Review: Lonen’s War by Jeffe Kennedy Lonen’s War Author: Jeffe Kennedy Reviewers: Gikany & Una Rating: A- What We’re Talking About: Lonen’s War is the debut novel in the new Sorcerous Moons series.  We enjoyed this new fantasy world and with the cliffhanger ending, we are eager for more. First and foremost we love this world.  The rich fantasy mythology that Ms. Kennedy created is mesmerizing. The sorcerous Baran is at odds with the non-magical barbarian Destrye.  The novel begins with the Destrye invasion of Baran.  We follow Lonen, the third son of King Archimago, leading one faction of the Destrye while Oria, the only daughter of King Tav sits fretting in her tower.  The story is told from these two opposing viewpoints.  This allows us to understand each different kingdom; its beliefs, values, and political structure.  We absolutely loved this aspect of the novel. Though we like Lonen and Oria, the character that stood out most to us is Chuffta, Oria’s familiar.  This dragon-like creature was absolutely fascinating and endearing.  Chuffta is more companion and advisor than pet.  Though wise, he is still considered young for his kind and a good match to the young princess.  This relationship is critical to the novel, especially knowing that Chuffta accepted this role that was offered by the Queen.  Unfortunately we cannot comment too much about the other characters as it would give away much of the plot.  The contrast of Lonen’s relationship with his family compared to Oria’s is a distinctive and interesting dichotomy. This is a wonderful first novel in an exciting, thrilling and rich fantasy world.  We eagerly look forward to the next novel to find out what happens next.  Luckily, we don’t have to wait long, as Oria’s Gambit is to be released shortly. Our Rating: A- Enjoyed A Lot About the Book: An Unquiet Heart Alone in her tower, Princess Oria has spent too long studying her people’s barbarian enemies, the Destrye—and neglected the search for calm that will control her magic and release her to society. Her restlessness makes meditation hopeless and her fragility renders human companionship unbearable. Oria is near giving up. Then the Destrye attack, and her people’s lives depend on her handling of their prince… A Fight Without Hope When the cornered Destrye decided to strike back, Lonen never thought he’d live through the battle, let alone demand justice as a conqueror. And yet he must keep up his guard against the sorceress who speaks for the city. Oria’s people...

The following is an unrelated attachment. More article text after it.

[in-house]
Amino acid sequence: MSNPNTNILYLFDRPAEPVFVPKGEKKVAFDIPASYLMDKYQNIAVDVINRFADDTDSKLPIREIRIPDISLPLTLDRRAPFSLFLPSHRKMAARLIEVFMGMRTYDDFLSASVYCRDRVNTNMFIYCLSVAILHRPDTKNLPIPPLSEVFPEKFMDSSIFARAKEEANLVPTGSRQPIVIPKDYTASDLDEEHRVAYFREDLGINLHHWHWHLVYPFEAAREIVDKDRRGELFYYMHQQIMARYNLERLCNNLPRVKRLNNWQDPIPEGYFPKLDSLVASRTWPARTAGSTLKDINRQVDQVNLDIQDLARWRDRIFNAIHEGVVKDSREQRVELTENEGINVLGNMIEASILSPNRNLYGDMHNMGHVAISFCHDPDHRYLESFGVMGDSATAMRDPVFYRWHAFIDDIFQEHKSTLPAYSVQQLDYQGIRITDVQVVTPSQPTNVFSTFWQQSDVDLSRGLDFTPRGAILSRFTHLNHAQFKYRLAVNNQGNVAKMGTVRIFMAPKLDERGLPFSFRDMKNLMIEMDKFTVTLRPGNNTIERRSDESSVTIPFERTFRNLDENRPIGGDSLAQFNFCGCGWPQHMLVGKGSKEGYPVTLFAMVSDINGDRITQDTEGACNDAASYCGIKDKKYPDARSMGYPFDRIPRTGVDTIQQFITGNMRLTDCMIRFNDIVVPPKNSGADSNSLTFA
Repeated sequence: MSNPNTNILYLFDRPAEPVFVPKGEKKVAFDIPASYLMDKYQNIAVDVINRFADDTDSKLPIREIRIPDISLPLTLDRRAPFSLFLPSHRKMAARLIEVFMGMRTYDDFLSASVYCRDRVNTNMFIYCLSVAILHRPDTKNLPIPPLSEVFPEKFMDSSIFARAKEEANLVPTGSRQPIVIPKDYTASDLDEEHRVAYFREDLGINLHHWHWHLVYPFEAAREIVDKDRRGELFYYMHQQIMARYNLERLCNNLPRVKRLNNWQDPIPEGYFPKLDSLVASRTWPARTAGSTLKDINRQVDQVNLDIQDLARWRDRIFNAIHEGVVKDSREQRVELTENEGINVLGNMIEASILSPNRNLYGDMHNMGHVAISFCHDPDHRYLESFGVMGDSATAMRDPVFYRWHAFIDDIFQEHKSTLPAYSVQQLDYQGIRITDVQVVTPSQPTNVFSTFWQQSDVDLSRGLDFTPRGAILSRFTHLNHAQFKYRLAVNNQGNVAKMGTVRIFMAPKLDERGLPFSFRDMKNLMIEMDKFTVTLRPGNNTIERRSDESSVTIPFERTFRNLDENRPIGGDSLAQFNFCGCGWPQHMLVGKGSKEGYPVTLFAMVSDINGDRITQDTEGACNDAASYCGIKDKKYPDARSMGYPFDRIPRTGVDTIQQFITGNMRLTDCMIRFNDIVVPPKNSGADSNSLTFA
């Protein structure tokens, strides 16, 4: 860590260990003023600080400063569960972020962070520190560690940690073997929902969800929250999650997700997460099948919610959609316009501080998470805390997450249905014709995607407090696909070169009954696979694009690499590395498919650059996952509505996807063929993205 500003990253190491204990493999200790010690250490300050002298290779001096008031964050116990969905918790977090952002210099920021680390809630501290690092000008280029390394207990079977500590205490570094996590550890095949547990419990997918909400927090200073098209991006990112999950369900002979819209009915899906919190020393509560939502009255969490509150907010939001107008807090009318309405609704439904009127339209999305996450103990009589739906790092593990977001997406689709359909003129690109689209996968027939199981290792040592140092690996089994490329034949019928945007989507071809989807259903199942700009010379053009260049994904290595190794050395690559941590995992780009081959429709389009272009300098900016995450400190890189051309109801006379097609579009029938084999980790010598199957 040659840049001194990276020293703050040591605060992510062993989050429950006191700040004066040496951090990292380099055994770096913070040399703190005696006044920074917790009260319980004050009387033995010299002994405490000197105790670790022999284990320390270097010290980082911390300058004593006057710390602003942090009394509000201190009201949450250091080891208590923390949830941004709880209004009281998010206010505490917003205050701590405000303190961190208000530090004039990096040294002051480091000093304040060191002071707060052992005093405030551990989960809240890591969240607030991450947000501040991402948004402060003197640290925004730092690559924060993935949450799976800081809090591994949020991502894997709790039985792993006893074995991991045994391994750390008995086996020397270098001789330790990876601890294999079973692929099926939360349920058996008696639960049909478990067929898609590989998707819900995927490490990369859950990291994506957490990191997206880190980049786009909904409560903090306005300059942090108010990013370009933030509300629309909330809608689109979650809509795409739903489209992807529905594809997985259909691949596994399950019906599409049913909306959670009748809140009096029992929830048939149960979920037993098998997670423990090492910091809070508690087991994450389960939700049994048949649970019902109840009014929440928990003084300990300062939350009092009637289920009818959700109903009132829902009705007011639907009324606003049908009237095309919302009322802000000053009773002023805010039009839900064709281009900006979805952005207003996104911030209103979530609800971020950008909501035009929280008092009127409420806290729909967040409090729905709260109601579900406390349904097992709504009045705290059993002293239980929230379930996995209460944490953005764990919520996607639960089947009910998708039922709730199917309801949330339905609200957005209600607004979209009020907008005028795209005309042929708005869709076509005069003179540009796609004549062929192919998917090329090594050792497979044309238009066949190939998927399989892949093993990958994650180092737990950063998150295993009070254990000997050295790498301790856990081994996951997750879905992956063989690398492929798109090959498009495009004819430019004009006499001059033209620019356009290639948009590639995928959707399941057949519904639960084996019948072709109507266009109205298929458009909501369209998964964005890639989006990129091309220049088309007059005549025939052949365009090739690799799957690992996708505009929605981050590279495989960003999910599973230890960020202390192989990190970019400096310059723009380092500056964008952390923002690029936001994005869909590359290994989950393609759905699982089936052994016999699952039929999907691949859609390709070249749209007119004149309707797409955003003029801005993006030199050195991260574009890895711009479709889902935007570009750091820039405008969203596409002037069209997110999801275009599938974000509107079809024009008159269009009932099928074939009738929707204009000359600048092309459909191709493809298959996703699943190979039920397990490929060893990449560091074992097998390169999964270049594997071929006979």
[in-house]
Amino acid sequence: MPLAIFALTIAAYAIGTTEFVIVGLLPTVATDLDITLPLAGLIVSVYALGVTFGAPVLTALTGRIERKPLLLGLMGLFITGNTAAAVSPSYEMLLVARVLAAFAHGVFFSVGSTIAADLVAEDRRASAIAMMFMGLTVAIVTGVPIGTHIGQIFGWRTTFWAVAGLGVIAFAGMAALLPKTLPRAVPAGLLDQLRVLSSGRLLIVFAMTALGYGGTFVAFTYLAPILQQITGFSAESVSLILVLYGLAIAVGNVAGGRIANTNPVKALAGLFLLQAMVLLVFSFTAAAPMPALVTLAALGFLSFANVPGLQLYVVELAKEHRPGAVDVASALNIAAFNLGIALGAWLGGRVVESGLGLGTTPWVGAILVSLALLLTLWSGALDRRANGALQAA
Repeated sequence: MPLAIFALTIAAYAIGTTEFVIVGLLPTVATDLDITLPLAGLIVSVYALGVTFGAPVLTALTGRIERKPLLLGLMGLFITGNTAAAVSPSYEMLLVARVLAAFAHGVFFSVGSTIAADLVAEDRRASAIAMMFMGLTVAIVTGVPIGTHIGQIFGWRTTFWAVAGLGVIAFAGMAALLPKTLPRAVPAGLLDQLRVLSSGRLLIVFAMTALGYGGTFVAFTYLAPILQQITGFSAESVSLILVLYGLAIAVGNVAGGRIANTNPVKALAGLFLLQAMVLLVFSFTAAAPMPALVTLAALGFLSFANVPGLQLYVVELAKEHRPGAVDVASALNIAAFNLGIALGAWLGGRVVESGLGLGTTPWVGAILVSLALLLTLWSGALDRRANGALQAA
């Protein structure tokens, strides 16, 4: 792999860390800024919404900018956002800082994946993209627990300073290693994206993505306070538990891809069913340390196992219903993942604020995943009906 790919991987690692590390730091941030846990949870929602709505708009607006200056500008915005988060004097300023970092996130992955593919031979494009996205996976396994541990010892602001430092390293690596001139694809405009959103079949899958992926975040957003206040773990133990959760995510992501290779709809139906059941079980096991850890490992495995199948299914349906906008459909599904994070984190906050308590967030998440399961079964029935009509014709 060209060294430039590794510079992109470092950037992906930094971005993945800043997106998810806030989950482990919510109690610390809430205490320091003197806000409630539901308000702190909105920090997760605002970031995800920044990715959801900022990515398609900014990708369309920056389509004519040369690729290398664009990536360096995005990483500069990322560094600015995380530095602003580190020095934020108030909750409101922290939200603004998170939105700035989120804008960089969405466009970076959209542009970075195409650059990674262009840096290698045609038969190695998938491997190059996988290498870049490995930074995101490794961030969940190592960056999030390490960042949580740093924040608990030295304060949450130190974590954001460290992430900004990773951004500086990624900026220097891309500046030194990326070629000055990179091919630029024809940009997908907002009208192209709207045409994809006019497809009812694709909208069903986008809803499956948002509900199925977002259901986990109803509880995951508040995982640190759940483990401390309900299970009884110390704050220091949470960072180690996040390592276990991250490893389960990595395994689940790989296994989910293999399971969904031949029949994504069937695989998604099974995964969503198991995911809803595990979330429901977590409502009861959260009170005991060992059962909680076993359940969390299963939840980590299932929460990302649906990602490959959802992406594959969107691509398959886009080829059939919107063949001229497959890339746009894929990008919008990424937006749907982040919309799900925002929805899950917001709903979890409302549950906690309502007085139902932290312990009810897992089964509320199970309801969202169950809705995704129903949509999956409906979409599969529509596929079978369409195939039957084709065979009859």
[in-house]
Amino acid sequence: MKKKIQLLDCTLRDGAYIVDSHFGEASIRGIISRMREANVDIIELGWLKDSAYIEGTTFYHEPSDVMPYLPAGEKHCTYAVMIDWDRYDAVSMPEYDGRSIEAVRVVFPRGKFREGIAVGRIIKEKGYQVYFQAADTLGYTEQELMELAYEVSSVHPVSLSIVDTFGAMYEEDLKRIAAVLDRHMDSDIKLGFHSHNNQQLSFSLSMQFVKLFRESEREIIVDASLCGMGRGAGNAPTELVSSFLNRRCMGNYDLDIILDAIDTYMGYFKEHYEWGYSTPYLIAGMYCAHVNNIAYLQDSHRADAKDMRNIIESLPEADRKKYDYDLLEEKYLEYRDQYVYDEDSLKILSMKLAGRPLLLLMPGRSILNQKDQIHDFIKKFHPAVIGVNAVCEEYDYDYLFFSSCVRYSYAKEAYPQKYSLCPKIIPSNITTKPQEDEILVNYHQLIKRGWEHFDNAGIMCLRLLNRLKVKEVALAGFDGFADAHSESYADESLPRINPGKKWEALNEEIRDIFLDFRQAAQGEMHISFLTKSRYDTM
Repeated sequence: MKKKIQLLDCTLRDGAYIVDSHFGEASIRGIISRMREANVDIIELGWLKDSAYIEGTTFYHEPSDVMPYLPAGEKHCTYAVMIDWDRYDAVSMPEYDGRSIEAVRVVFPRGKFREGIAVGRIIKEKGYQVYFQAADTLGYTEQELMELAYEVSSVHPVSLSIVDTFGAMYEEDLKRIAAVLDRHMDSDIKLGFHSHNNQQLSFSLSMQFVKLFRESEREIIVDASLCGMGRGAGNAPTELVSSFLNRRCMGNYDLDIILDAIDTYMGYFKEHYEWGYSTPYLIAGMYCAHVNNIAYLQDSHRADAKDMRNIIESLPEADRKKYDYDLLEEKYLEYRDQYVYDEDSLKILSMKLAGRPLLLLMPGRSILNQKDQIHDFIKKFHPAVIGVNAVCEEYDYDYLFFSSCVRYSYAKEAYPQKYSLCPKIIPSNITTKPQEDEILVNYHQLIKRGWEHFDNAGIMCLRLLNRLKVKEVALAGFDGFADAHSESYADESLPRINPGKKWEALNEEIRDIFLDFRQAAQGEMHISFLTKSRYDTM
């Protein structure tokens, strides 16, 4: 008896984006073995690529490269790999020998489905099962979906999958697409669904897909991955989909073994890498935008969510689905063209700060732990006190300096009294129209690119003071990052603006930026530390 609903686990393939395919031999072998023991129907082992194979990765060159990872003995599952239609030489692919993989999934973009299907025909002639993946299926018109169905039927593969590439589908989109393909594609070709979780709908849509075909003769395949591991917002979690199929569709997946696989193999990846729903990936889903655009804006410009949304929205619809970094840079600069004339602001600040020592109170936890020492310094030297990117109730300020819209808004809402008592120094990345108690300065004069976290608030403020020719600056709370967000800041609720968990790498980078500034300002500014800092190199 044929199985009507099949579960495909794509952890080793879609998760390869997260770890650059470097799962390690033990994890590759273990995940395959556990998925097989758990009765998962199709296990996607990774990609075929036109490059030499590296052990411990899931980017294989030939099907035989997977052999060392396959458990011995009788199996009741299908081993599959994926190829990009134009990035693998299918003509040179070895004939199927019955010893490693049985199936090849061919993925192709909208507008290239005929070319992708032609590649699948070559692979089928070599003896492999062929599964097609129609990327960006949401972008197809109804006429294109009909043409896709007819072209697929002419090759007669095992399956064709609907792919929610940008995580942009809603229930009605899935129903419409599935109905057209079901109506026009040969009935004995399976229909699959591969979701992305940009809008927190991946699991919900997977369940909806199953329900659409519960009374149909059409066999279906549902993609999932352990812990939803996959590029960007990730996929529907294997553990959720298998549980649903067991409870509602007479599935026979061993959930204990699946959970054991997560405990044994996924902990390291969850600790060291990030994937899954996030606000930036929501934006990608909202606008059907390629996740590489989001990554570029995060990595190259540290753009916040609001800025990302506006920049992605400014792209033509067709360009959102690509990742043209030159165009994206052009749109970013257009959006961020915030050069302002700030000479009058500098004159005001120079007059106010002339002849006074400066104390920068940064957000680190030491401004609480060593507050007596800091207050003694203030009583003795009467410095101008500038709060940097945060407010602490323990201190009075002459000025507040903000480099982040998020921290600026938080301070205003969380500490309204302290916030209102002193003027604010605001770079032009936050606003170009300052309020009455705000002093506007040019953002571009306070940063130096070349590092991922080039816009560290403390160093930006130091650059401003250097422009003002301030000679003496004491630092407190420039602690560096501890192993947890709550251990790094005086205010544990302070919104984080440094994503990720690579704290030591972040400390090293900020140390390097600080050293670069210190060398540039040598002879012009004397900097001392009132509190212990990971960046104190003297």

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Aug
2

Review: Forever Doon by Carey Corp and Lorie Langdon